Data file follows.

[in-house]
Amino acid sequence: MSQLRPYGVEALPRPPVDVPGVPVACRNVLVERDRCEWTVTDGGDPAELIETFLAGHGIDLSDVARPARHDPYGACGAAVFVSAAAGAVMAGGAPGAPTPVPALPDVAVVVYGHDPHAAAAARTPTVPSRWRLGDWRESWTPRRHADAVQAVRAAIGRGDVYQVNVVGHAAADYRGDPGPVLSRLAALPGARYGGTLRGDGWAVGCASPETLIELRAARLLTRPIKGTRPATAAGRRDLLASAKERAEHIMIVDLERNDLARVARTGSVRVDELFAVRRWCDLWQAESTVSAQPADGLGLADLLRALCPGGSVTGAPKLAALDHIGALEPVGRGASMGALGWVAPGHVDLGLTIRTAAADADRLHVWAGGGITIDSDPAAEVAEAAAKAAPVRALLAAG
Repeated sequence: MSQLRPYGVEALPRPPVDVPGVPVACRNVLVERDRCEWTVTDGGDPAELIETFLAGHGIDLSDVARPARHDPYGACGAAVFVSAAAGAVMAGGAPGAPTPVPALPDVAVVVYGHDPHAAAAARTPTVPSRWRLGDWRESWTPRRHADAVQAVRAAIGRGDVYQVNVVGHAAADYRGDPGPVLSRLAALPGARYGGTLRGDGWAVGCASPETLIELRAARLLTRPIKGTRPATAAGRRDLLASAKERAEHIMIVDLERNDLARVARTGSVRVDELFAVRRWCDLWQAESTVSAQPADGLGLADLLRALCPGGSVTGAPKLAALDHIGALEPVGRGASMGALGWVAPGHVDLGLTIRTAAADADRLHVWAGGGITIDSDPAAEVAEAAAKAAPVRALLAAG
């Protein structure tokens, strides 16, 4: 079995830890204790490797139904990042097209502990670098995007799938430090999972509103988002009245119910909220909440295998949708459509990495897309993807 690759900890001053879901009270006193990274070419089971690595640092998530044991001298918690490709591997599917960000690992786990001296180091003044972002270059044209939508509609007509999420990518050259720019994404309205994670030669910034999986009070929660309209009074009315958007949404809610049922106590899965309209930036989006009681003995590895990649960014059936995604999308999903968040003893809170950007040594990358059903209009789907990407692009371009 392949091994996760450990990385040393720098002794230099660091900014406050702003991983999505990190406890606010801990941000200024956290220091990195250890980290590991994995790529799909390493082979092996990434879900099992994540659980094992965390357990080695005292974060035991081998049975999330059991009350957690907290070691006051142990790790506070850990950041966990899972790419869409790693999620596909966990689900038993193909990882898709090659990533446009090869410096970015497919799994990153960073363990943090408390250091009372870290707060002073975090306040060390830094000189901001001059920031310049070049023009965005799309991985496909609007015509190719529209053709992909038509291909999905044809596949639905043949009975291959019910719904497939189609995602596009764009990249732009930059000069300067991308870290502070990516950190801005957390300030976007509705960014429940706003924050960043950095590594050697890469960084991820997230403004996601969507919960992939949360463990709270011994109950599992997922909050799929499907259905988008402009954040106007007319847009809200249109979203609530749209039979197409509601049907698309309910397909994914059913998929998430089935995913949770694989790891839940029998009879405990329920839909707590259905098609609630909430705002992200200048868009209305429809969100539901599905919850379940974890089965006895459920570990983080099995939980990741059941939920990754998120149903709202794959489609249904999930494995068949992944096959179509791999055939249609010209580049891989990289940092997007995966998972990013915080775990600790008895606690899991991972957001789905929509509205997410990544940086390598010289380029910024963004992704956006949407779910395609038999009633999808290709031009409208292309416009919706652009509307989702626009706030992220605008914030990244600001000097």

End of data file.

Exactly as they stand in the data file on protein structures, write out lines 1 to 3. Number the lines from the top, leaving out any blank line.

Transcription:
[in-house]
Amino acid sequence: MSQLRPYGVEALPRPPVDVPGVPVACRNVLVERDRCEWTVTDGGDPAELIETFLAGHGIDLSDVARPARHDPYGACGAAVFVSAAAGAVMAGGAPGAPTPVPALPDVAVVVYGHDPHAAAAARTPTVPSRWRLGDWRESWTPRRHADAVQAVRAAIGRGDVYQVNVVGHAAADYRGDPGPVLSRLAALPGARYGGTLRGDGWAVGCASPETLIELRAARLLTRPIKGTRPATAAGRRDLLASAKERAEHIMIVDLERNDLARVARTGSVRVDELFAVRRWCDLWQAESTVSAQPADGLGLADLLRALCPGGSVTGAPKLAALDHIGALEPVGRGASMGALGWVAPGHVDLGLTIRTAAADADRLHVWAGGGITIDSDPAAEVAEAAAKAAPVRALLAAG
Repeated sequence: MSQLRPYGVEALPRPPVDVPGVPVACRNVLVERDRCEWTVTDGGDPAELIETFLAGHGIDLSDVARPARHDPYGACGAAVFVSAAAGAVMAGGAPGAPTPVPALPDVAVVVYGHDPHAAAAARTPTVPSRWRLGDWRESWTPRRHADAVQAVRAAIGRGDVYQVNVVGHAAADYRGDPGPVLSRLAALPGARYGGTLRGDGWAVGCASPETLIELRAARLLTRPIKGTRPATAAGRRDLLASAKERAEHIMIVDLERNDLARVARTGSVRVDELFAVRRWCDLWQAESTVSAQPADGLGLADLLRALCPGGSVTGAPKLAALDHIGALEPVGRGASMGALGWVAPGHVDLGLTIRTAAADADRLHVWAGGGITIDSDPAAEVAEAAAKAAPVRALLAAG